Millennium Post

Punjab in trouble amid political crisis

Can the rot in Punjab be stemmed? Perhaps not, at least in the foreseeable future. Take any field of public activity – politics, economy or governance. The all-round decay which continues unabated makes the Akali-BJP government eligible to claim the rights of the film “Three Idiots” sarcastic title song “All IS (un) WELL”! The observation may appear too sweeping and harsh. But a close look at the happenings in the state, notwithstanding the state’s ruling bosses claims to the contrary, would show that the comments are not wide off the mark.

Once claimed as ‘lifelong allies’, the ruling Akali Dal and BJP have developed fissures which continues to deepen.  If their relationship continues to remain on the downward spiral, one cannot rule out the possibility of their going it alone in the 2017 assembly elections. The beginning for the possible parting of ways has already begun, with the two ruling partners trying to lure each other’s traditional vote banks.

The BJP had failed to take any noticeable ground-level steps in Punjab to implement its decision taken some years back to expand itself to the country’s interiors. After winning the Lok Sabha and Maharashtra and Haryana assembly elections, it has started implementing the decision. It is taking steps to make inroads into the Akali Dal’s rural support base. The chief of the party’s think tank RSS Mohan Bhagwat has already paid a number of visits to Punjab for starting RSS shakhas in the semi-urban areas. As a similar move initiated a few years ago had evoked strong protests from some radical Sikh bodies and the plan had to be abandoned.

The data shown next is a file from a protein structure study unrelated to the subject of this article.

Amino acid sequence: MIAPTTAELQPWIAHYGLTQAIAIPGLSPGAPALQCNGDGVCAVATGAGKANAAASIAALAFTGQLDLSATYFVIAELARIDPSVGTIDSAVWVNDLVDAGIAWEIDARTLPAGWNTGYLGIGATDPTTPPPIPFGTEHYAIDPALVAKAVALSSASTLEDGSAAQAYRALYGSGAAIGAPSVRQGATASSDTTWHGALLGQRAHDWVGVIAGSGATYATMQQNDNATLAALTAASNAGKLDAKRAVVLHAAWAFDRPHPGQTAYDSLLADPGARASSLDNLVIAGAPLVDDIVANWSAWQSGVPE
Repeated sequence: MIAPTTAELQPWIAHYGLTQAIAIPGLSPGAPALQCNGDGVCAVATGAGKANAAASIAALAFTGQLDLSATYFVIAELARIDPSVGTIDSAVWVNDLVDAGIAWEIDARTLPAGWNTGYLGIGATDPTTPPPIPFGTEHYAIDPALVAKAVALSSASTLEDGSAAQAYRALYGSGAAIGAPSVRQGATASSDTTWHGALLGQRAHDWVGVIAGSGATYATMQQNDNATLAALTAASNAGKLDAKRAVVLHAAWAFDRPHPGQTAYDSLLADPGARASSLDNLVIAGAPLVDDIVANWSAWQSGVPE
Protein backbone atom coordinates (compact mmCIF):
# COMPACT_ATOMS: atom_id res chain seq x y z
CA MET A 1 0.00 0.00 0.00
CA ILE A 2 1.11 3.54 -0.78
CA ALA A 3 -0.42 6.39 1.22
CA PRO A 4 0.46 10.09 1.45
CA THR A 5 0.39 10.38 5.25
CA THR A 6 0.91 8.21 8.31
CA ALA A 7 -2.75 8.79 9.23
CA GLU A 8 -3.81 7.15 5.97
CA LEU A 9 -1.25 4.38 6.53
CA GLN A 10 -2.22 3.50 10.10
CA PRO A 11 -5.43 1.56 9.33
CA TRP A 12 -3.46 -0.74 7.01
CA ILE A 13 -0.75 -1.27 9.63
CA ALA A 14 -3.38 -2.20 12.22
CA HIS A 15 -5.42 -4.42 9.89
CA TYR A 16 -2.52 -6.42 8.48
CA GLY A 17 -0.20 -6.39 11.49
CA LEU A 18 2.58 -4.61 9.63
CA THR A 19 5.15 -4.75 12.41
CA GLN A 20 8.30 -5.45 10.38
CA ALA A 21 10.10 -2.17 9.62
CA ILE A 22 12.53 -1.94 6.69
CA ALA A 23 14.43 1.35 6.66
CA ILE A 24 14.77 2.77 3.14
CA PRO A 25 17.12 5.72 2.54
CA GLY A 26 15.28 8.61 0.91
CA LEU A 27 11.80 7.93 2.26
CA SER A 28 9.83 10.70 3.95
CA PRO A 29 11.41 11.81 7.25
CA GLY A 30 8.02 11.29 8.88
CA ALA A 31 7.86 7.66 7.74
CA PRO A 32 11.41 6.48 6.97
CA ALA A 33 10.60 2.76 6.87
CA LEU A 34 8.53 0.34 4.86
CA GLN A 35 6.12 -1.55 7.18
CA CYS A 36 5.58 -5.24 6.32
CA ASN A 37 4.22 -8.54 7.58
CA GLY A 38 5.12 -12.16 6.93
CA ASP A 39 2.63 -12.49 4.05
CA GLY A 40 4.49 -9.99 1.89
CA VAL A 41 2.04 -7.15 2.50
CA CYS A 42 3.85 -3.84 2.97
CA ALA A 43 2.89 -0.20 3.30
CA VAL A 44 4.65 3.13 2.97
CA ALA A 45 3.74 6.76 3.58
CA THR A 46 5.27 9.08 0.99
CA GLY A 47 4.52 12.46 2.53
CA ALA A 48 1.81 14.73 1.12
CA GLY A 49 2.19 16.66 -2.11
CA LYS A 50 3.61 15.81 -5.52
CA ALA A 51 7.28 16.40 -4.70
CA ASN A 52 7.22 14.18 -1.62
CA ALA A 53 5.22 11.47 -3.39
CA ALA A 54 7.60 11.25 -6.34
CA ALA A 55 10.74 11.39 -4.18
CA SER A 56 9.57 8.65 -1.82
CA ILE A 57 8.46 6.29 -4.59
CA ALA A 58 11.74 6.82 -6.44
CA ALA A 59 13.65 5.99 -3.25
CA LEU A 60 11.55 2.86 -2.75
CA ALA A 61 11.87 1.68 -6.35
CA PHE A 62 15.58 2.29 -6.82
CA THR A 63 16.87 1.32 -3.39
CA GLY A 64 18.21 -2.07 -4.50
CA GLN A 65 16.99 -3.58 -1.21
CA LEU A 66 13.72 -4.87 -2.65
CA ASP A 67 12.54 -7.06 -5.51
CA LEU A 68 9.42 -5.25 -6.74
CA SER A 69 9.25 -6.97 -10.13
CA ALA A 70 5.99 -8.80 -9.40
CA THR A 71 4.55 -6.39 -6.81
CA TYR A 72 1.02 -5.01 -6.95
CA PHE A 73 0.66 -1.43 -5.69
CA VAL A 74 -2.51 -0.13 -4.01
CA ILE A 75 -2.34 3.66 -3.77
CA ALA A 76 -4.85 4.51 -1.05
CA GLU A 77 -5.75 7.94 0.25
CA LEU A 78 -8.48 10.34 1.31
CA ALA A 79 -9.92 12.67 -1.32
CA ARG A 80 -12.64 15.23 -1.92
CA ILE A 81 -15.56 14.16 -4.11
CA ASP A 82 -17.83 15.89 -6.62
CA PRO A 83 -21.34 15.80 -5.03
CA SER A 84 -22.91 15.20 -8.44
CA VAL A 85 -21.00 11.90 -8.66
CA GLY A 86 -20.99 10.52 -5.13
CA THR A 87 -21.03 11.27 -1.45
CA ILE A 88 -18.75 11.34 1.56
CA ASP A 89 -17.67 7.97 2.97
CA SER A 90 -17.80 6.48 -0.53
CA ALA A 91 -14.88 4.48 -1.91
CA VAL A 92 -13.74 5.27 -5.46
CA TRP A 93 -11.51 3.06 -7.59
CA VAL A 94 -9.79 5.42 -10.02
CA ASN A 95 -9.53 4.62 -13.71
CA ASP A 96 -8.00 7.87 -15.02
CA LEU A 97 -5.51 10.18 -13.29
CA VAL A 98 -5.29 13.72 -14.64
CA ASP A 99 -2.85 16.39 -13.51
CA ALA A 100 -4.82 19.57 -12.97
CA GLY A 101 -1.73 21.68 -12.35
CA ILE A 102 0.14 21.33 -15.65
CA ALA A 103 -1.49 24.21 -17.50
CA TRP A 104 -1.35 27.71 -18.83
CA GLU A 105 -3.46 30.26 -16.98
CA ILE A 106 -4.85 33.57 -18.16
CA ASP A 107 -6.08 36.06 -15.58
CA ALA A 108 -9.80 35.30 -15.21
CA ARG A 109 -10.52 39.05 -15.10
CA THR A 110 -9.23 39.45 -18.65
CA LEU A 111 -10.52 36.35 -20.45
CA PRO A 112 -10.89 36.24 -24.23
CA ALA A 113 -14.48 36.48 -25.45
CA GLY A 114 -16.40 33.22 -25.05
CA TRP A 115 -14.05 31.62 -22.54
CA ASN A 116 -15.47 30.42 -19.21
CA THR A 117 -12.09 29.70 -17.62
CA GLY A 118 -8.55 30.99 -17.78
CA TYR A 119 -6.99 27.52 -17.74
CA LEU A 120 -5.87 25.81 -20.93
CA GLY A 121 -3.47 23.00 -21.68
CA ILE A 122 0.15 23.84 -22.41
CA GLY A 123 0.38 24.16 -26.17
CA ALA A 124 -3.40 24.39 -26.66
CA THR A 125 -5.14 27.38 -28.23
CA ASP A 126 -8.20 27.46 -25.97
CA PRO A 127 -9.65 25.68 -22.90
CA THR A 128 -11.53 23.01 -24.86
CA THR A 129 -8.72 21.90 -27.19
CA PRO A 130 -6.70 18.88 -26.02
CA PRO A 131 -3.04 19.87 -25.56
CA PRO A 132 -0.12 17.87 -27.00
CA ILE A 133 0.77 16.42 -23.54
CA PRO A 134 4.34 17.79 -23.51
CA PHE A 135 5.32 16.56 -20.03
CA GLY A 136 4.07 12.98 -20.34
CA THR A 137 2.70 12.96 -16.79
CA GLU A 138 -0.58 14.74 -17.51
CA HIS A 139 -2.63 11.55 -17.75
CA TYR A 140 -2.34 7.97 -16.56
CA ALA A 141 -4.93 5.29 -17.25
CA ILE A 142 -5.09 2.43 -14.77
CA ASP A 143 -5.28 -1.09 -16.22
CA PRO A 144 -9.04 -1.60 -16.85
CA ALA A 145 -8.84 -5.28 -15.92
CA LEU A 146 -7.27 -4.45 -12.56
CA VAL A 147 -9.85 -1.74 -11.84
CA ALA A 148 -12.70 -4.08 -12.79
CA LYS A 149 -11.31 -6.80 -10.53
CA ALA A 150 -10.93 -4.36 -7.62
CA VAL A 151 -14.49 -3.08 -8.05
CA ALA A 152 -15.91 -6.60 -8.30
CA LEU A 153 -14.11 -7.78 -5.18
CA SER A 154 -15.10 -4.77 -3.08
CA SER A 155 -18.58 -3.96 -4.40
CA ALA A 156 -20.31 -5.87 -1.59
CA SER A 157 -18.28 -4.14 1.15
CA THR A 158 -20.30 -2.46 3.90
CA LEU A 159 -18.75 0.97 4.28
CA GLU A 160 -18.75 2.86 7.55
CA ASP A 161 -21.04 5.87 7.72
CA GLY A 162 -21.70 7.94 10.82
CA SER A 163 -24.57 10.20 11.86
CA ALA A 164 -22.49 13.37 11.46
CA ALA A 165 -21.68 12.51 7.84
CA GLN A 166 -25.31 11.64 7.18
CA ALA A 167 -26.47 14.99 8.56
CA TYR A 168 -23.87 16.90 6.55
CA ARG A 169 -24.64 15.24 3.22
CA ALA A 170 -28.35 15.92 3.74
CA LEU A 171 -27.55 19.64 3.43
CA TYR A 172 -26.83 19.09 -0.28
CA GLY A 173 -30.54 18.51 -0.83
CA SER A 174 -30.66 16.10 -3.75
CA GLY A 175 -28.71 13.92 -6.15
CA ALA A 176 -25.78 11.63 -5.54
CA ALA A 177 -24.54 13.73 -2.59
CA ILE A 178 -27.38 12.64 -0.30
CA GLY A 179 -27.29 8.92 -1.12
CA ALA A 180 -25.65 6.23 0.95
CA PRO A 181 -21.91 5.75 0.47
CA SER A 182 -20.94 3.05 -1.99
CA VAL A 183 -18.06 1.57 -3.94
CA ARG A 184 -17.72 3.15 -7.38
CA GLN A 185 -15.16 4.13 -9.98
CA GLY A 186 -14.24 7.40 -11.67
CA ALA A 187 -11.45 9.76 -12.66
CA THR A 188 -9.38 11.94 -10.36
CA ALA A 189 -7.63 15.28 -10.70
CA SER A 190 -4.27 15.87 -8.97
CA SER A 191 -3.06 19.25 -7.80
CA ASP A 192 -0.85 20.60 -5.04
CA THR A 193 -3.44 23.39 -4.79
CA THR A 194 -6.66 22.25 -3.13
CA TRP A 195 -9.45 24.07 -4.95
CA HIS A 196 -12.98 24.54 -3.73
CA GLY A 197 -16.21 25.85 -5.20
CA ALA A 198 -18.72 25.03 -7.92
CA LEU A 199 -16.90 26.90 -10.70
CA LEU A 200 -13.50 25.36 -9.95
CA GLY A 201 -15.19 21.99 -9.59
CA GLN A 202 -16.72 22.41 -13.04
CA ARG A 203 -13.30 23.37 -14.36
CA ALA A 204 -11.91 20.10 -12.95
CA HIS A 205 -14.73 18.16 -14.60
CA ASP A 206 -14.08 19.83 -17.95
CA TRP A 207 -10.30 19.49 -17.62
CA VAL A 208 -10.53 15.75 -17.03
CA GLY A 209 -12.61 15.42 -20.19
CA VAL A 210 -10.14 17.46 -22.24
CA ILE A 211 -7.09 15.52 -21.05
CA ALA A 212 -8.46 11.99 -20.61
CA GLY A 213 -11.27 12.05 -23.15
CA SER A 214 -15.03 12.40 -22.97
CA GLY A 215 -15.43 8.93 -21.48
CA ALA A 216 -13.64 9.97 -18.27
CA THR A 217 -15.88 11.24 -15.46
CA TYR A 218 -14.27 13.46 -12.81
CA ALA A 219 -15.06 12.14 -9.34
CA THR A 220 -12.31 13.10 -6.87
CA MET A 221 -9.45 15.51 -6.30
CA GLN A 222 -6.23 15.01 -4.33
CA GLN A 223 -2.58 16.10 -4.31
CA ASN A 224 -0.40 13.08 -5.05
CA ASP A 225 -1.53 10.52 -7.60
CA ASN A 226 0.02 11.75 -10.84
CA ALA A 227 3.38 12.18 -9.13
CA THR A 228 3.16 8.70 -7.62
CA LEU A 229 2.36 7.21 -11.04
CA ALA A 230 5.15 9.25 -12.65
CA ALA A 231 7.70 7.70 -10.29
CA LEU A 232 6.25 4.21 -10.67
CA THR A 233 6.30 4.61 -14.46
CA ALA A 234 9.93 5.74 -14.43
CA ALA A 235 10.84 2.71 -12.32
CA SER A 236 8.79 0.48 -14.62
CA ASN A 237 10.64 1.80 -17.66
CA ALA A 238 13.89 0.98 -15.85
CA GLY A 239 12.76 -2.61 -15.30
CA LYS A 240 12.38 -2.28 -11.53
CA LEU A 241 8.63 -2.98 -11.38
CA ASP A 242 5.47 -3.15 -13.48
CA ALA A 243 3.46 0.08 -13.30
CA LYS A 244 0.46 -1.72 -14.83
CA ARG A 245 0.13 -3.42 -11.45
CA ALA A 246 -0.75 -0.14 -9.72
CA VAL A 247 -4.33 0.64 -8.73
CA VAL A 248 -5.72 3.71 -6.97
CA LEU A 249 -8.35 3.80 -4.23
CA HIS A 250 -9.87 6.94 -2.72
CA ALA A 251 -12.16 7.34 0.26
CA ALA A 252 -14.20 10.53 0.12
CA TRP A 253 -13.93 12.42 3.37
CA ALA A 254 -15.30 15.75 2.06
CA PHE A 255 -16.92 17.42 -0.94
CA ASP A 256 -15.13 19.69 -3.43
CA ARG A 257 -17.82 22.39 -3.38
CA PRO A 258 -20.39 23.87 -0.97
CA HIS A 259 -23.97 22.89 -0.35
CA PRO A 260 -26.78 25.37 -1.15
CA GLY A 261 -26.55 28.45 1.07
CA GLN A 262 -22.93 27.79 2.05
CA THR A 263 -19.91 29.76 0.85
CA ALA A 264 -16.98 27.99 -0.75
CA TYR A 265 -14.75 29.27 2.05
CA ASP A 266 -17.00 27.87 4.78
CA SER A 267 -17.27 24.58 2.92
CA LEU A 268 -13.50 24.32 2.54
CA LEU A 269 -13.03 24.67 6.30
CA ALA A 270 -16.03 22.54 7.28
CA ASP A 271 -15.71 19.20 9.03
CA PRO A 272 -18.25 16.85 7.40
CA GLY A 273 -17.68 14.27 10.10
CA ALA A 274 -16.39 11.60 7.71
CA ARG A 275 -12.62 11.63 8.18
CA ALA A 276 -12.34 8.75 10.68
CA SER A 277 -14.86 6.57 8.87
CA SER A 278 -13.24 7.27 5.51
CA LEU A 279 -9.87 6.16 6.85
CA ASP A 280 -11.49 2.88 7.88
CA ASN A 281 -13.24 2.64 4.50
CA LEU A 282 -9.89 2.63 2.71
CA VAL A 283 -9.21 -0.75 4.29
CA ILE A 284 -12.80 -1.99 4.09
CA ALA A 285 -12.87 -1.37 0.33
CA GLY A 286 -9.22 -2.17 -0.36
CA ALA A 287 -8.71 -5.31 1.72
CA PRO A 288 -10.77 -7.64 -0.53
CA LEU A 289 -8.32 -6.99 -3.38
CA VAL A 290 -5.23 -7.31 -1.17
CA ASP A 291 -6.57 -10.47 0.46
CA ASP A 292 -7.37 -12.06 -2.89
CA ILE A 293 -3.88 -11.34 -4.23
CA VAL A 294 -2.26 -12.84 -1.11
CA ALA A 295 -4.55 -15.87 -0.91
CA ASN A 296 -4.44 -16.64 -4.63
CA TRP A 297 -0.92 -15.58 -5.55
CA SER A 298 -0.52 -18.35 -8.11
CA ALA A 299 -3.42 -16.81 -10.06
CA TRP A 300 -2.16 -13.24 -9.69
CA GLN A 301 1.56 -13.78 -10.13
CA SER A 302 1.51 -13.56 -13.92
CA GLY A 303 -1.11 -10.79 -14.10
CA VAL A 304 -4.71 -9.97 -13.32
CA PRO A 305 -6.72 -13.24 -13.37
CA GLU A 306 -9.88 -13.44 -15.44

The development needs to be seen in the background of the Akali Dal’s starting efforts after coming to power in 2007 and especially on 2012 elections eve, to make inroads into the BJP’s Hindu-dominated urban areas, which are also the form the main support base of the Congress. Akali Dal president Sukhbir Singh Badal was able to lure a number of Hindu leaders to join his party and gave them party tickets to fight elections.